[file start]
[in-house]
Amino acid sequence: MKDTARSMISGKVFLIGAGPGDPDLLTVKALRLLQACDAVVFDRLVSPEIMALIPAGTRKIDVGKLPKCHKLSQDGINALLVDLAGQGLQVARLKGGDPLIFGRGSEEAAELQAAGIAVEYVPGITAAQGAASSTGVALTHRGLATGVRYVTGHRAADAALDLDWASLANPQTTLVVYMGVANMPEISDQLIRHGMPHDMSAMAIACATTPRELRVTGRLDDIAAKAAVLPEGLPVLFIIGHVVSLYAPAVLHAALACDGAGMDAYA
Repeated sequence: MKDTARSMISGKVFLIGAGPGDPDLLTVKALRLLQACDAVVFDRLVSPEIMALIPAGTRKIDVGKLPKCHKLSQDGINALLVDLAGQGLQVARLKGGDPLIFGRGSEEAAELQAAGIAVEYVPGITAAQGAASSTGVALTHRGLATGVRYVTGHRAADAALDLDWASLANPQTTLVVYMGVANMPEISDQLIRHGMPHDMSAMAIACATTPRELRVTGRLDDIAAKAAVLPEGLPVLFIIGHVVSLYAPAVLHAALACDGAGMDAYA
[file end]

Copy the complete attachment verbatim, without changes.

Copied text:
[in-house]
Amino acid sequence: MKDTARSMISGKVFLIGAGPGDPDLLTVKALRLLQACDAVVFDRLVSPEIMALIPAGTRKIDVGKLPKCHKLSQDGINALLVDLAGQGLQVARLKGGDPLIFGRGSEEAAELQAAGIAVEYVPGITAAQGAASSTGVALTHRGLATGVRYVTGHRAADAALDLDWASLANPQTTLVVYMGVANMPEISDQLIRHGMPHDMSAMAIACATTPRELRVTGRLDDIAAKAAVLPEGLPVLFIIGHVVSLYAPAVLHAALACDGAGMDAYA
Repeated sequence: MKDTARSMISGKVFLIGAGPGDPDLLTVKALRLLQACDAVVFDRLVSPEIMALIPAGTRKIDVGKLPKCHKLSQDGINALLVDLAGQGLQVARLKGGDPLIFGRGSEEAAELQAAGIAVEYVPGITAAQGAASSTGVALTHRGLATGVRYVTGHRAADAALDLDWASLANPQTTLVVYMGVANMPEISDQLIRHGMPHDMSAMAIACATTPRELRVTGRLDDIAAKAAVLPEGLPVLFIIGHVVSLYAPAVLHAALACDGAGMDAYA